What is an auction?
Auctions are the way in which houses, cars, boats, and other items are sold. The process can be confusing to people who don’t do it often, but there are ways that you can understand the process better, which in turn will help you to make money from auctions.
First of all an auction is a fast paced competitive process. This means that whoever bids the most wins the item up for bidding. This is because there are no set prices for items at any given auction so everyone starts out with an equal opportunity to get what they want.
There are several types of auctions that you might see while shopping or browsing around different websites or stores including live auctions, silent auctions, Dutch auctions and blind auctions.
Types of auction
The typical auction where there is an auctioneer, possibly a reserve price on the item, and bidding continues in real time until there are no more increased bids. These can be held electronically or in person.
Silent or blind auctions
These types of auctions present the goods, and they have a set finish time. Anyone wishing to make a bid places it in a sealed envelope and they are all opened after the auction has finished. The winner is then whoever has put in the highest bid. The big risk of this type of auction is overpaying to ensure you get the item(s) that you want.
Dutch auctions are designed for people who have multiples of the same item to sell.
Fans of the popular TV show Storage Wars will already be familiar with this kind of auction. In short, the contents of storage lockers which the owners have stopped paying rent on are sold in an auction. In the show, the prospective buyers are shown the contents of the locker or unit from the door. They are not allowed in or to touch the items. If the unit is small, you may be able to see all the items from the door, but if the larger, or the items are stored in other things such as boxes or furniture, this type of auction is a massive gamble. The more you buy and sell the contents of these units, the more familiar you will get as to what to look for piles of stuff shoved in black bags is less likely to have a valuable amongst it, whereas items which have been well packaged and stored nicely are more likely to have that expensive item hidden away.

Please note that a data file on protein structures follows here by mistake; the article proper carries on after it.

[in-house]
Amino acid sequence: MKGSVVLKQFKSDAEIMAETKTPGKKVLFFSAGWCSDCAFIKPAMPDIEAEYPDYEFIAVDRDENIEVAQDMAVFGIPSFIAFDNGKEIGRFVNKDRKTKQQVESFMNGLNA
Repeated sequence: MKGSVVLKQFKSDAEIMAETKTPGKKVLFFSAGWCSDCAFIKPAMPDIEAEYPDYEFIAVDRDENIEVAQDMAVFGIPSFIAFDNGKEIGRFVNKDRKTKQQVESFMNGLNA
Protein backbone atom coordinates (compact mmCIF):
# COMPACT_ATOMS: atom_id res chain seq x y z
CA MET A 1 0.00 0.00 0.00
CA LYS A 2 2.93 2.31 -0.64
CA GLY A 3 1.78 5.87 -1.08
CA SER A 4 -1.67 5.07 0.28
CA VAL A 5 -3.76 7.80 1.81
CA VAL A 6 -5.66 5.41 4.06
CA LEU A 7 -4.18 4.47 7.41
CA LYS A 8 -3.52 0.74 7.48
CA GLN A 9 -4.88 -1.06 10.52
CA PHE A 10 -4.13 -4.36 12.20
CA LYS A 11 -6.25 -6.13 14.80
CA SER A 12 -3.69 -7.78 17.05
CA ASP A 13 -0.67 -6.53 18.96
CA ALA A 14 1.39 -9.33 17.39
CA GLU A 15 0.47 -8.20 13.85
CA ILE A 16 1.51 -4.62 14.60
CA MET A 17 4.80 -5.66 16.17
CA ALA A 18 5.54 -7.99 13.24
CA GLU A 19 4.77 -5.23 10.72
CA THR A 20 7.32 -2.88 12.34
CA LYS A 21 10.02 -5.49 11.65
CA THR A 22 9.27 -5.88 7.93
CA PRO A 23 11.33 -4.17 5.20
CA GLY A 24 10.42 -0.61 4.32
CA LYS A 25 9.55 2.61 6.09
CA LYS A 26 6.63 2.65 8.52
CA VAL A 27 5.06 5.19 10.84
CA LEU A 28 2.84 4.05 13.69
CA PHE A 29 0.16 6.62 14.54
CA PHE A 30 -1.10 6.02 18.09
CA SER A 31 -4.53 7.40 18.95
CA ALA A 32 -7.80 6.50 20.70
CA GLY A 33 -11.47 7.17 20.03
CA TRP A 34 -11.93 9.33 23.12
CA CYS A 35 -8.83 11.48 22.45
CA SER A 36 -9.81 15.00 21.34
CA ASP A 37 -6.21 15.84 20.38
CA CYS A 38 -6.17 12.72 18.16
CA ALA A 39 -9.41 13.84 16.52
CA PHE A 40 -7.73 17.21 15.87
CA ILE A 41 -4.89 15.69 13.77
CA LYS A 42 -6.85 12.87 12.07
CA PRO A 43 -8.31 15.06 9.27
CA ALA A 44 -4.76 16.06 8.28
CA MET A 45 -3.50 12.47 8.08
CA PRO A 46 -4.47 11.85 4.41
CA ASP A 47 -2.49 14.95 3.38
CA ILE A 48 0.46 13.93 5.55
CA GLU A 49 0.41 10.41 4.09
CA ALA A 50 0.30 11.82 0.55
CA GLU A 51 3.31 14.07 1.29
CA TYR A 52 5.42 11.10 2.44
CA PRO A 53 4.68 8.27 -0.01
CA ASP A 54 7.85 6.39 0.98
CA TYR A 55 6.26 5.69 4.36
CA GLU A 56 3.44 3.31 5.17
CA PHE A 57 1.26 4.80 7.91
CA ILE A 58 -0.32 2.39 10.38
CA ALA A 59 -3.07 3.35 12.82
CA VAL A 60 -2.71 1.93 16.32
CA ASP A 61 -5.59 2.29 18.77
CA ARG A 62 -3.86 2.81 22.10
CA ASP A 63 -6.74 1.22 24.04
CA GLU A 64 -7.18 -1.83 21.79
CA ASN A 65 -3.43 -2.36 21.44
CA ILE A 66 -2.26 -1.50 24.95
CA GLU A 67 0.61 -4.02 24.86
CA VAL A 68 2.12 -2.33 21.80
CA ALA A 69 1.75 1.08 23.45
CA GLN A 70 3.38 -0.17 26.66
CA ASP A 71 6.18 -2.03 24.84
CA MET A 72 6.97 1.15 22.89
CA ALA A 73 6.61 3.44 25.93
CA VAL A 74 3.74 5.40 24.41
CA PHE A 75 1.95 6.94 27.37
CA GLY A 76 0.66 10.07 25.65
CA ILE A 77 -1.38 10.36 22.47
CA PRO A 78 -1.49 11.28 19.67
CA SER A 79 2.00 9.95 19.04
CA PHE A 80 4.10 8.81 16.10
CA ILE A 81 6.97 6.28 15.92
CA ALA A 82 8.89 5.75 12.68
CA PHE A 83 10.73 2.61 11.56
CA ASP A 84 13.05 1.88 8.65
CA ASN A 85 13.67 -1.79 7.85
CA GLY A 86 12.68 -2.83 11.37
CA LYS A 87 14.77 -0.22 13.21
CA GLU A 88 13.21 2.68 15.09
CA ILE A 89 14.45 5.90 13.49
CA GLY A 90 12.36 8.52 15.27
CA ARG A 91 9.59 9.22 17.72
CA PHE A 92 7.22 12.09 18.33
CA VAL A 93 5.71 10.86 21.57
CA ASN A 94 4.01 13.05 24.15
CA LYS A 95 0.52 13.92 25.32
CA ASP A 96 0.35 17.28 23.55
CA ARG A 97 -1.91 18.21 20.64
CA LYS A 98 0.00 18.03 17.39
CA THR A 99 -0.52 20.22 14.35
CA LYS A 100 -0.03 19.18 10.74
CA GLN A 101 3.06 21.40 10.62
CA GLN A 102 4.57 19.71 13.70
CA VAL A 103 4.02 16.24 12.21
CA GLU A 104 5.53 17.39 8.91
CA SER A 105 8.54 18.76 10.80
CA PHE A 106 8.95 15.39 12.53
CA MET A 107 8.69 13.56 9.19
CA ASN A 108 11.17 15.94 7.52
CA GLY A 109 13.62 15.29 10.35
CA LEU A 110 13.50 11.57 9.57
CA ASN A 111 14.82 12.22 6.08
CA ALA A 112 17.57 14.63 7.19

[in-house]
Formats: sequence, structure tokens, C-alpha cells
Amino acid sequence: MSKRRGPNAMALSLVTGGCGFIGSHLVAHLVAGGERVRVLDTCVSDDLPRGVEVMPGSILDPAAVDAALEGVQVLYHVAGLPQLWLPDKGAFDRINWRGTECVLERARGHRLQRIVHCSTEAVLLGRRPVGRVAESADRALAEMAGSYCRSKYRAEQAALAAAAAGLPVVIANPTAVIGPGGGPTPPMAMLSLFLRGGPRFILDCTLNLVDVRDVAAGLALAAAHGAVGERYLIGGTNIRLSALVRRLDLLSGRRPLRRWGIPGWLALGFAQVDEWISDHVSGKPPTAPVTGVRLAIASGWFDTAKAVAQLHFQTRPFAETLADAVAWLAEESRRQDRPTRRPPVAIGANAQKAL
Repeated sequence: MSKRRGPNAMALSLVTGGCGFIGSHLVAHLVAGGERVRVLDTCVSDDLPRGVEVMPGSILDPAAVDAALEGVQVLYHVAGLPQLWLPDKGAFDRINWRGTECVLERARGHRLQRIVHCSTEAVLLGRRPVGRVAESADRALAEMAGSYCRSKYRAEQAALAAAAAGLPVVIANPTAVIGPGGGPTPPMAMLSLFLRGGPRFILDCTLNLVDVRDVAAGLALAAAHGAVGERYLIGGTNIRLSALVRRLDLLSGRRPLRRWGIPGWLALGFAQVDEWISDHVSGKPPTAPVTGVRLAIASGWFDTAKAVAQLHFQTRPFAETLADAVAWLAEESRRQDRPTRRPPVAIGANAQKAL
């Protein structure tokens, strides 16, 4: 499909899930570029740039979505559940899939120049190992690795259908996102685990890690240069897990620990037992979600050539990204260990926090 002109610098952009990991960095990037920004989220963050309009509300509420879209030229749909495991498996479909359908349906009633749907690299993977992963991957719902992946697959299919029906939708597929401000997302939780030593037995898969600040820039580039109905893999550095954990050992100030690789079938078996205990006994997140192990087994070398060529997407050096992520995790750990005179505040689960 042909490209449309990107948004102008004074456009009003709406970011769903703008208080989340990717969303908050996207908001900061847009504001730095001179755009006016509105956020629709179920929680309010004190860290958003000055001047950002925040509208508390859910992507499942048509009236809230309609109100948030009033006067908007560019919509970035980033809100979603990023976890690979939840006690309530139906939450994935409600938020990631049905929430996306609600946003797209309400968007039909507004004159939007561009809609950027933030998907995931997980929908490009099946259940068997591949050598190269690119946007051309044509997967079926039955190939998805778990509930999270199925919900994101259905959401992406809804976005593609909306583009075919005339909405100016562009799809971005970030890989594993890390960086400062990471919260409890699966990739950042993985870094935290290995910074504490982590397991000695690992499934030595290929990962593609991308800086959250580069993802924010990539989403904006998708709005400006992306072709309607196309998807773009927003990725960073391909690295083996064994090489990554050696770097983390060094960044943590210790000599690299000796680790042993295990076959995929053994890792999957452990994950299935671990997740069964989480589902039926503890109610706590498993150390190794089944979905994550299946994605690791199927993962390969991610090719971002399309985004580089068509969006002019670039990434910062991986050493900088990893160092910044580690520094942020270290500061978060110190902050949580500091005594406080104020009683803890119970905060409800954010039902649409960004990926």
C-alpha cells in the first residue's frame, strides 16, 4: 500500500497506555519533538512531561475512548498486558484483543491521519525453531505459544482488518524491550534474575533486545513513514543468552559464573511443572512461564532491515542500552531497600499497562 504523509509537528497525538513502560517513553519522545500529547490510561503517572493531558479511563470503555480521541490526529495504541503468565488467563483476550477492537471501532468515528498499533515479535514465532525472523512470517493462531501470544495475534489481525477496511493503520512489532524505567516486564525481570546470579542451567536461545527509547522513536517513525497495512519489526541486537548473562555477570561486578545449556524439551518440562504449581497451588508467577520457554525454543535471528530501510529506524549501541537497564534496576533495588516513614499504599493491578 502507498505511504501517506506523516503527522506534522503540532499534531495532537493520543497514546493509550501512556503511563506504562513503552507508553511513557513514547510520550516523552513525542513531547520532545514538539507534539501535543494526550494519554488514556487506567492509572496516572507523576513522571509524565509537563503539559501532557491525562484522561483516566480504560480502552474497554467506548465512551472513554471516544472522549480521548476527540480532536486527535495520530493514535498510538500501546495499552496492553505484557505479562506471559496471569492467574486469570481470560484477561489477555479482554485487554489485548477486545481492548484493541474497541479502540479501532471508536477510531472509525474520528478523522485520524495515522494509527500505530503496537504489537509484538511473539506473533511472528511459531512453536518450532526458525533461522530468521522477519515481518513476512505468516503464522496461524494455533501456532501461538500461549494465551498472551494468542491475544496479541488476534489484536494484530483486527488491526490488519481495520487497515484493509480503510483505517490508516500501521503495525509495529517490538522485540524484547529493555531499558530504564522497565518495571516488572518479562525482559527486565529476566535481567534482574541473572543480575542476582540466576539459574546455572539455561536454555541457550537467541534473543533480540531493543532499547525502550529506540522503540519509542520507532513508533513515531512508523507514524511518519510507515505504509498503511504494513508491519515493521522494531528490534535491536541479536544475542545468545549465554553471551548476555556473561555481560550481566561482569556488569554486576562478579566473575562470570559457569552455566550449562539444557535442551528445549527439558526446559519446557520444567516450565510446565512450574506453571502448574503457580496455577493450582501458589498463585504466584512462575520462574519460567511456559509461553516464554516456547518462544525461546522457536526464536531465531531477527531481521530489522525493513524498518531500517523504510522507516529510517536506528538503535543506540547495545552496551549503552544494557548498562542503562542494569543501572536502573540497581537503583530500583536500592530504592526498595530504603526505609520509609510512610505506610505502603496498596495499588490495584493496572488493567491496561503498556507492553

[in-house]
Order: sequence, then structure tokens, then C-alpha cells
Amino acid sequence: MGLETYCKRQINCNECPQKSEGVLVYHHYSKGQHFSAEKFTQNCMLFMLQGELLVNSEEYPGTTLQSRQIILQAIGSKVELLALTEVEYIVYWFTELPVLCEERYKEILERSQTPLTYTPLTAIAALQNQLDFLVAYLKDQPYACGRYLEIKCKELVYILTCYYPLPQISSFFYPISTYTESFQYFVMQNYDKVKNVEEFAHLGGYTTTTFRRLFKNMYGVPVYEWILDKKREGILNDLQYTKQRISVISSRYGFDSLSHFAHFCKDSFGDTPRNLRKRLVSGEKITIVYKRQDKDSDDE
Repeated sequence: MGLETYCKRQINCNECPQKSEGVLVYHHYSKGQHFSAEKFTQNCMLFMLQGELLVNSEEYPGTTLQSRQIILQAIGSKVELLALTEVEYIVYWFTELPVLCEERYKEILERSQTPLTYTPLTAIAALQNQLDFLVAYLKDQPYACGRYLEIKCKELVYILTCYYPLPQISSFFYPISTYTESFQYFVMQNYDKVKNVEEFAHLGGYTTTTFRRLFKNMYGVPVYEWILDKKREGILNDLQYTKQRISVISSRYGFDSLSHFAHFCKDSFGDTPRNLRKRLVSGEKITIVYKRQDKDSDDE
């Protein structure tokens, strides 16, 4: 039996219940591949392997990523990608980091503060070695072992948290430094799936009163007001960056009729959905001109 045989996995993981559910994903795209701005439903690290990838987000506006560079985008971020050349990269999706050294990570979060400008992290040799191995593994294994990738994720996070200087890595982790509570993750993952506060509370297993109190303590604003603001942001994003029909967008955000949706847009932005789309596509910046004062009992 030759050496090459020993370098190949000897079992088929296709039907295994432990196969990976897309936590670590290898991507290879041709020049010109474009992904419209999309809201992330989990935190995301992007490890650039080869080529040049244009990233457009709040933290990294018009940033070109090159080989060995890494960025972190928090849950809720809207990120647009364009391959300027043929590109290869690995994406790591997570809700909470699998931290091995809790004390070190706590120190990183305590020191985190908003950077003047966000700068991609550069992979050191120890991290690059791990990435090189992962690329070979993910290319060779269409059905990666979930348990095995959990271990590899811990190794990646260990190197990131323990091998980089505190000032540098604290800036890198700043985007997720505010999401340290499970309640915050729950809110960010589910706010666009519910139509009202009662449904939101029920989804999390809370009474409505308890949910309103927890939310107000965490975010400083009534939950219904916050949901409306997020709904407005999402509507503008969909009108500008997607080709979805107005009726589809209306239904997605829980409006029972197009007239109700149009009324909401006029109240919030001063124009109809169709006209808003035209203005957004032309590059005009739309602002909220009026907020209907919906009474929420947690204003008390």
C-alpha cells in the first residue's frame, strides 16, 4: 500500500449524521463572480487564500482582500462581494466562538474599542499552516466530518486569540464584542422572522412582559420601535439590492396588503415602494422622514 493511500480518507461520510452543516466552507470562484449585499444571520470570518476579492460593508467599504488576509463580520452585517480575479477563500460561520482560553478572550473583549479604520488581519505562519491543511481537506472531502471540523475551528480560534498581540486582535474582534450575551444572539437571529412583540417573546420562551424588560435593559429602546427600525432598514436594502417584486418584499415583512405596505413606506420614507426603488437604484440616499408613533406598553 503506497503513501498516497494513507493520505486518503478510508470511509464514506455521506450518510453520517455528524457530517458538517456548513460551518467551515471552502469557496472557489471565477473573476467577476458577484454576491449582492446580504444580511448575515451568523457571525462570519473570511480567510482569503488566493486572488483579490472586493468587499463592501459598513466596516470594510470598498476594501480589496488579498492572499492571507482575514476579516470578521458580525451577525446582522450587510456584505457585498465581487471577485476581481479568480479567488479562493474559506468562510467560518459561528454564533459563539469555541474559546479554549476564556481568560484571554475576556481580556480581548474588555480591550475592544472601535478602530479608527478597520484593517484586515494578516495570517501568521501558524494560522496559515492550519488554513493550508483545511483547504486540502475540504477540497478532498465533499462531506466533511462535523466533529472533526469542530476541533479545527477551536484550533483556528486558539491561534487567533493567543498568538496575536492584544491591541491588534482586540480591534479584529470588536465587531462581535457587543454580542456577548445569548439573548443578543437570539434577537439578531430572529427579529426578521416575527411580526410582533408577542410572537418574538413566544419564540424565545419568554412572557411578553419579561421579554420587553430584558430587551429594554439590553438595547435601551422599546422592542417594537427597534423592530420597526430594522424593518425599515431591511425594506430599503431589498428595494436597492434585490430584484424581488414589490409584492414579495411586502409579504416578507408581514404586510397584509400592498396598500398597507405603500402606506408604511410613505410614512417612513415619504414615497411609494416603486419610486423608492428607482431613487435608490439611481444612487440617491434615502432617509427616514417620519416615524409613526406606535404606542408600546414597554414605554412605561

Websites such as I Bid on Storage has brought storage auctions to the UK audience, and now you can even bid on these auctions online!
How to make money from auctions
My post on charity shop and car boot sale flipping is one of my most popular, and so I decided it was time to look at another reselling opportunity which is quite often overlooked. TV shows such as Bargain Hunt have opened up the world of auctions to the general public and as it shows in the programme, auctions can be a great way to make (and lose) money.
For those of you not familiar with the show, two teams of two people are given some money to go to a car boot sale and buy some items which will then be sold at auction. The team who makes the biggest profit (or has the smallest loss) is the winner. They are teamed up with an “expert” but it is still very much pot luck as to who is there at the auction house on the day.
Whether you want to buy items from a car boot sale, charity shop or even an auction itself, and sell it for profit at another auction, there really are plenty of ways to make money from these exciting sales. The first auction I went to was one in London at Sotheby’s and they were selling major pieces of art works that were going for millions of pounds (I wasn’t there to buy, don’t worry, just there to experience an auction). You don’t need to go to big, well known auction houses like Sotheby’s and Christie’s, a quick search online will show local auction houses and companies who run auctions at local venues.